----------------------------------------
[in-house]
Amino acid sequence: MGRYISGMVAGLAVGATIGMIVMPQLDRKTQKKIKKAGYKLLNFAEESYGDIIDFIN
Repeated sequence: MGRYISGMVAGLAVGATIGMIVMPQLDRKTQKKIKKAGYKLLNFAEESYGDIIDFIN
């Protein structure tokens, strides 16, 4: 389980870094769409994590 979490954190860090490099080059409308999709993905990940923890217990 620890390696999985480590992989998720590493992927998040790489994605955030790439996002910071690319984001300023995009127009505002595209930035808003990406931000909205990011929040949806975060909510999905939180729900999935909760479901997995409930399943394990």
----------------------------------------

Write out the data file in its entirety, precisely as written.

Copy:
[in-house]
Amino acid sequence: MGRYISGMVAGLAVGATIGMIVMPQLDRKTQKKIKKAGYKLLNFAEESYGDIIDFIN
Repeated sequence: MGRYISGMVAGLAVGATIGMIVMPQLDRKTQKKIKKAGYKLLNFAEESYGDIIDFIN
């Protein structure tokens, strides 16, 4: 389980870094769409994590 979490954190860090490099080059409308999709993905990940923890217990 620890390696999985480590992989998720590493992927998040790489994605955030790439996002910071690319984001300023995009127009505002595209930035808003990406931000909205990011929040949806975060909510999905939180729900999935909760479901997995409930399943394990």